Sunday, July 13, 2008
There is some confusion among authorities about exactly where the genus name Gaillardia comes from. David Gledhill, The Names of Plants (Cambridge: Cambridge University Press, 2002) p. 145, says it was named "for Gaillard de Charentonneau (Marentonneau), patron of Botany." Well, is it Charentonneau or Marentonneau? Rudolf Köster, Eigennamen im deutschen Wortschatz: Ein Lexikon (Berlin: Walter de Gruyter, 2003), p. 54, can't make up his mind either: "nach dem Blumenfreund und Botaniker Gaillard de Marentonneau (18. Jh.), nach anderen: G. de Charentonneau."
Auguste Denis Fougeroux de Bondaroy named the genus, so let's see what he said about it in "Description d'un nouveau genre de Plante," Mémoires de Mathématique et de Physique, tirés des Registres de l'Académie Royale des Sciences (1786):
Nous la nommerons gaillardia (pulchella) foliis alternis lanceolatis semi-amplexantibus, floribus subsolitariis terminalibus purpureoflavis (act. R. Par.), du nom de M. Gaillard de Charentonneau, qui, aux devoirs de la Magistrature, a su réunir, comme délassement, la culture des plantes & l'étude de la botanique.Clearly the genus is named after Gaillard de Charentonneau, not Gaillard de Marentonneau.
Britton & Brown (III, 511) describe the genus thus:
Branching or scapose, pubescent herbs, with alternate or basal leaves, and large peduncled heads of both tubular and radiate flowers, or rays wanting. Involucre depressed-hemispheric, or flatter, its bracts imbricated in 2 or 3 series, their tips spreading or reflexed. Receptacle convex or globose, bristly, fimbrillate or nearly naked. Rays cuneate, yellow, purple, or parti-colored, neutral or rarely pistillate, 3-toothed or 3-lobed. Disk-flowers perfect, fertile, their corollas with slender tubes and 5-toothed limbs, the teeth pubescent with jointed hairs. Anthers minutely sagittate or auricled at the base. Style-branches tipped with filiform or short appendages. Achenes turbinate, 5-ribbed, densely villous, at least at the base. Pappus of 6-12 1-nerved awned scales, longer than the achene.Frederick Pursh, Flora americae Septentrionalis; or, A Systematic Arrangement and Description of the Plants of North America (London: White, Cochrane, and Co., 1814), p. 573, named the species from a specimen collected by Meriweather Lewis on July 7, 1806. The species designation aristata means having an awn or top like an ear of grain (cf. Latin arista = top of an ear of grain).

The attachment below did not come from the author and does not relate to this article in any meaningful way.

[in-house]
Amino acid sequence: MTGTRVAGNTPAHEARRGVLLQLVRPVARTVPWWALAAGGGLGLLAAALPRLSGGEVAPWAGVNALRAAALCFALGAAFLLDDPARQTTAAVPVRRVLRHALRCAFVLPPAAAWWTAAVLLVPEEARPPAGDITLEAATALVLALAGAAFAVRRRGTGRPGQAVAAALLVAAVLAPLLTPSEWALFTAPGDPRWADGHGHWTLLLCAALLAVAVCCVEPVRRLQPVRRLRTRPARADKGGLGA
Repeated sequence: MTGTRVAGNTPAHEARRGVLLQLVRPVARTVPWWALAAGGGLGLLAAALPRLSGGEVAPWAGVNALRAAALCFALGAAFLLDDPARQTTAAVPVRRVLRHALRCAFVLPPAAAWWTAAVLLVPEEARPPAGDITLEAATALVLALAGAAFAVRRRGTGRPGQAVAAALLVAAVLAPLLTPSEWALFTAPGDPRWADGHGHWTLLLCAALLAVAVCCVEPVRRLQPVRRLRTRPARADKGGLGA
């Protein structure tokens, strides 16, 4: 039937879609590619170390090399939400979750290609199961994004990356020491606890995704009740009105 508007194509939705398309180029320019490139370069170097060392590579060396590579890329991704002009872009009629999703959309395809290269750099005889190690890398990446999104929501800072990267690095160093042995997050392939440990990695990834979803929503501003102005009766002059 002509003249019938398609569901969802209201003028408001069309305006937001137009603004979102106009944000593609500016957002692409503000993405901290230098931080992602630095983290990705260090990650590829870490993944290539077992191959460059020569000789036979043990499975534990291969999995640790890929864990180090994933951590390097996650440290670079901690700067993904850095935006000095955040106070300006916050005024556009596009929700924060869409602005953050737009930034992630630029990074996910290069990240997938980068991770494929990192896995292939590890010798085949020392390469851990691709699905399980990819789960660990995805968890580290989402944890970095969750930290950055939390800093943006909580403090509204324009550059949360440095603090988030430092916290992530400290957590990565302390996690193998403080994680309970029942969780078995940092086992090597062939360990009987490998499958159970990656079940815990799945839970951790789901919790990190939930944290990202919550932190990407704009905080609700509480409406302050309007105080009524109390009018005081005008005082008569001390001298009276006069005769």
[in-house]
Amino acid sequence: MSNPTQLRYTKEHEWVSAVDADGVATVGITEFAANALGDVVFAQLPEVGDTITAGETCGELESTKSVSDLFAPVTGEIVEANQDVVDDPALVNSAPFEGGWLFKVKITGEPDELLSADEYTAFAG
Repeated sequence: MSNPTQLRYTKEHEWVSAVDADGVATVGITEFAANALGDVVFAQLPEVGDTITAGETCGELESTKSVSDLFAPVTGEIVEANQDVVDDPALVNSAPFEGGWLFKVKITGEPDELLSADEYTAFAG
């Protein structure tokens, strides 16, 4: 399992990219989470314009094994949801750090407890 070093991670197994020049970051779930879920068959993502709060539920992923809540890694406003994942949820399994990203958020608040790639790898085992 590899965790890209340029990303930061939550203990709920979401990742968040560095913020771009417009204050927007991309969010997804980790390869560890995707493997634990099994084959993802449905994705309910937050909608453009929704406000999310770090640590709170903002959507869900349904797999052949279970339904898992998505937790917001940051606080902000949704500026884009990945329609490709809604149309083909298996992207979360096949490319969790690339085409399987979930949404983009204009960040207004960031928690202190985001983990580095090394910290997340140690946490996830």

Britton & Brown (III, 512) describe the species Gaillardia aristata thus:
Perennial; stem simple, or little branched, hirsute, or densely pubescent with jointed hairs, 1°-3° high. Leaves firm, densely and finely pubescent, the lower and basal ones petioled, oblong or spatulate, laciniate, pinnatifid or entire, mostly obtuse, 2'-5'long; upper leaves sessile, lanceolate or oblong, or slightly spatulate, smaller, entire or dentate, rarely pinnatifid; heads 1 1/2'-4' broad, long-peduncled; bracts of the involucre lanceolate, acuminate, hirsute; achenes villous, at least at the base. On plains and prairies, Minnesota to Saskatchewan, British Columbia, Colorado, New Mexico and Oregon. May-Sept.The specimens in my yard are just on the verge of blooming, and I wonder what they will look like. I was puzzled to see that most photographs on the Internet show different-looking flowers, until I read in Donald Wyman's Gardening Encyclopedia (New York: Macmillan, 1977), p. 418, that "Seedsmen have hybridized these to such an extent that there are many varieties."
The common name blanket flower refers to the resemblance of the colors of the flower to brightly colored Indian blankets.